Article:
Blaming high-level University administrators has become the go-to response towards campus issues, and the current coronavirus epidemic has been no exception. In the past few weeks, the administration’s handling of coronavirus has faced searing criticism.
However, in reality, the administration acted against the crisis with determination and efficiency.
On March 6, with less than 70 recorded cases in California, Stanford announced the suspension of all in-person classes. As one of the first universities in the nation to do so, Stanford set a precedent that would soon be followed by almost every other university in the world.
While universities such as Harvard and MIT announced hard four-day deadlines before forced evictions at the start of spring break, Stanford allowed students with no other choices to stay on campus. Similarly, unlike other universities that looked on students to arrange complex travel plans and tackle rapidly rising ticket costs, Stanford again intervened to provide financial support and allow students to book flights home through Stanford Travel.
Throughout the process, Stanford actively adjusted their policies according to student and faculty reactions, demonstrating the respectful relationship Stanford has with its community. Stanford’s steady intensification of its policies prepared students psychologically for further changes, while also leaving room for adjustments and minimizing the absolute disruption to student life.
Stanford’s timely reaction has proved critical. Cases began growing exponentially soon afterwards, with Santa Clara County reaching nearly a hundred cases within a week and over a thousand at the end of the month.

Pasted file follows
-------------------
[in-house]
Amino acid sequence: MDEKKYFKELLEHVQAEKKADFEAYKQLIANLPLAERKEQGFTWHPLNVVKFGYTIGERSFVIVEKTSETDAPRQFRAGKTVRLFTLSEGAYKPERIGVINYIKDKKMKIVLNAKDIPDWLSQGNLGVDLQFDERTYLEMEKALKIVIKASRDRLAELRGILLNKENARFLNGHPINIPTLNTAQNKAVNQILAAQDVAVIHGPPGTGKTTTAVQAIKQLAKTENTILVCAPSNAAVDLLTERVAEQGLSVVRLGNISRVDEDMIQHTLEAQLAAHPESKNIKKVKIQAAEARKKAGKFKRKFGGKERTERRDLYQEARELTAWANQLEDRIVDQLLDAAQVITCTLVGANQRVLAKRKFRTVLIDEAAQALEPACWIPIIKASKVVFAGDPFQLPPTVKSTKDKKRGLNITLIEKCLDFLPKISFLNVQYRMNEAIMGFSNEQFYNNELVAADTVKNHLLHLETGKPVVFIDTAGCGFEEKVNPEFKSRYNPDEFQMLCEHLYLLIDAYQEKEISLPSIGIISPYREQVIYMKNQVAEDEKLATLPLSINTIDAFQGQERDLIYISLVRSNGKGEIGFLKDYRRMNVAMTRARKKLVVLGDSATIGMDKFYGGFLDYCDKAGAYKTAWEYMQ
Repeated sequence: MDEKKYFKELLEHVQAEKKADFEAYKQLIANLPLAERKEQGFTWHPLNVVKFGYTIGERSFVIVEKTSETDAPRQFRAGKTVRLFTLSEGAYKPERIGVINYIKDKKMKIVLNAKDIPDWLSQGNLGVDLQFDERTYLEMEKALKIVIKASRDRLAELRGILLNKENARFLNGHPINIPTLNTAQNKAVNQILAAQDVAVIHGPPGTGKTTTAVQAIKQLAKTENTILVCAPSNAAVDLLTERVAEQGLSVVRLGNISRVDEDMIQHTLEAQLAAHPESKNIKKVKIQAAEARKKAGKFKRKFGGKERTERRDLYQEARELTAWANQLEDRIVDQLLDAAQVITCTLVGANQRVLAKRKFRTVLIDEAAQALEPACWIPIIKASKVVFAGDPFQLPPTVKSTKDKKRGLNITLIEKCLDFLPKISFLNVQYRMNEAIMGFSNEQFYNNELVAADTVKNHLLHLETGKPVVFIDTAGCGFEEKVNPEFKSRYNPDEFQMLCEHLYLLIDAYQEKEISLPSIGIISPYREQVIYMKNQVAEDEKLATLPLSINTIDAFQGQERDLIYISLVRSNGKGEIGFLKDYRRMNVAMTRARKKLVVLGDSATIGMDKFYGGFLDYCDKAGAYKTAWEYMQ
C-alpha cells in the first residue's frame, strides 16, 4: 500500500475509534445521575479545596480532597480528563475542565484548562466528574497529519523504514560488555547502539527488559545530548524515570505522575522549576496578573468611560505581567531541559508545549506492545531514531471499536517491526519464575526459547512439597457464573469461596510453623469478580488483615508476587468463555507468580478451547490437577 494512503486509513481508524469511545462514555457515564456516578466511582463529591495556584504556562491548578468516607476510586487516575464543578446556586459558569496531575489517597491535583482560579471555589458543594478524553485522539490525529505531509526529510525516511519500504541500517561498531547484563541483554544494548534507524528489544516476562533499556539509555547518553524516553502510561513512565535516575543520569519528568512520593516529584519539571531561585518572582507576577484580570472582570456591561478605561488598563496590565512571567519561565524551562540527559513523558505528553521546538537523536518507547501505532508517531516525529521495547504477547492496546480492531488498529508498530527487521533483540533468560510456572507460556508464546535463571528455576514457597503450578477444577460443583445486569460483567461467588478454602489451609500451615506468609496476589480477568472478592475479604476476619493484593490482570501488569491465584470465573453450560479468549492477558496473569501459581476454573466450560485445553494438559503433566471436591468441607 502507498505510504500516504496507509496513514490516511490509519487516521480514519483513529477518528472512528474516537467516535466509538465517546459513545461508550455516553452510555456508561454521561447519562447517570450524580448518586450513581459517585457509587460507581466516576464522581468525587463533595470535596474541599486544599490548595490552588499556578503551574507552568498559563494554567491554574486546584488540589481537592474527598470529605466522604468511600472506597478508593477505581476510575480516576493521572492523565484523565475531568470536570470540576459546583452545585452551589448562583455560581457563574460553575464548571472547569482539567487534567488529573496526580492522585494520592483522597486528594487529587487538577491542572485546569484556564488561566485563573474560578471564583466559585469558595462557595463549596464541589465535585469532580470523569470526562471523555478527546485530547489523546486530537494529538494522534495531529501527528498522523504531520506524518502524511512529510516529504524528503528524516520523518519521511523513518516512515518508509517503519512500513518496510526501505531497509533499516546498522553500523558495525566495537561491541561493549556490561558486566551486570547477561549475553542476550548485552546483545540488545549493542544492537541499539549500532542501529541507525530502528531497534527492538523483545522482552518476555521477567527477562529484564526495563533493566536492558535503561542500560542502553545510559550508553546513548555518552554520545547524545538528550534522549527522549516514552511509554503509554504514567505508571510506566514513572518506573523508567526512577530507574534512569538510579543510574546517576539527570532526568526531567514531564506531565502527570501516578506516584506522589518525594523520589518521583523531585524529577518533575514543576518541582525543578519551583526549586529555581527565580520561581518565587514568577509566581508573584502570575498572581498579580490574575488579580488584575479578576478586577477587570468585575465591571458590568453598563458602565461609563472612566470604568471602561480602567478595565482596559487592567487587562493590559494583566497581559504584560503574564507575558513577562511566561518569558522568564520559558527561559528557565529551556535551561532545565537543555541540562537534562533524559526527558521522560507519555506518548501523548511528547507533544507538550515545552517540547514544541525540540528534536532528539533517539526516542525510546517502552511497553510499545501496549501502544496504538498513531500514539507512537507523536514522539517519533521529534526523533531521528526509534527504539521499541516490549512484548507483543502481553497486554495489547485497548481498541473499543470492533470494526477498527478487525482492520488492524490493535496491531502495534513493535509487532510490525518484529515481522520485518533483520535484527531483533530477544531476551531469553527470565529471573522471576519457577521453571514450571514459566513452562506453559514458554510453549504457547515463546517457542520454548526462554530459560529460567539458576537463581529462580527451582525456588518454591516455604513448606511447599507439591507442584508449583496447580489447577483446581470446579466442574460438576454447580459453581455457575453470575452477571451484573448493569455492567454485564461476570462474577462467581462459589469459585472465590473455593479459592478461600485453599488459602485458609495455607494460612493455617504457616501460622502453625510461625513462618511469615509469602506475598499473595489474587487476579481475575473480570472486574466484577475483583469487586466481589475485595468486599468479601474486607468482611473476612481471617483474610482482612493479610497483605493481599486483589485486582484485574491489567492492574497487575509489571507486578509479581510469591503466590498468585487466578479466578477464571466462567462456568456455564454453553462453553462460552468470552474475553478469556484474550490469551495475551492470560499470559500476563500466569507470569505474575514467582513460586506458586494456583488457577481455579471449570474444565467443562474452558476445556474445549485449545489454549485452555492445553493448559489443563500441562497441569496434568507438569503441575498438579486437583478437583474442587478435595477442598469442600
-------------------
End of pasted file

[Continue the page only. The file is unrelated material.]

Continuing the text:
Students and faculty have pointed out numerous valid concerns regarding specific policies; however, Stanford’s response demonstrated the decisiveness needed to tackle the virus and save lives.
In hindsight, Stanford has given coronavirus the utmost priority since its early stages, taking measures such as asking all faculty to self-isolate and forming faculty committees to monitor and plan against the crisis.
As of now, there have only been 38 reported cases from people affiliated with the University. We can only imagine the scale of the catastrophe had Stanford not announced measures in time, and thousands of students, faculty, and staff had continued living in close quarters on campus.
Throughout this emergency, President Tessier-Lavigne and Provost Drell demonstrated adept crisis management skills, likely developed from their years of large-scale scientific leadership. They demonstrated a clear grasp on the severity of the epidemic, particularly the nature of exponential growth.
This focus on pragmatics, rather than politics and public perception, was what was needed to tackle the crisis.
As the urgency of coronavirus sweeps away concerns over politics, I hope to see the Bay Area replicate Stanford’s example in its comprehensive, data-driven and pragmatic plans.
I would like to compliment the administration in their decisive and effective coronavirus response. My faith in the future of the University and the capability of the administration has been restored. I hope to see the university continue to produce practical, world-leading policies in the future.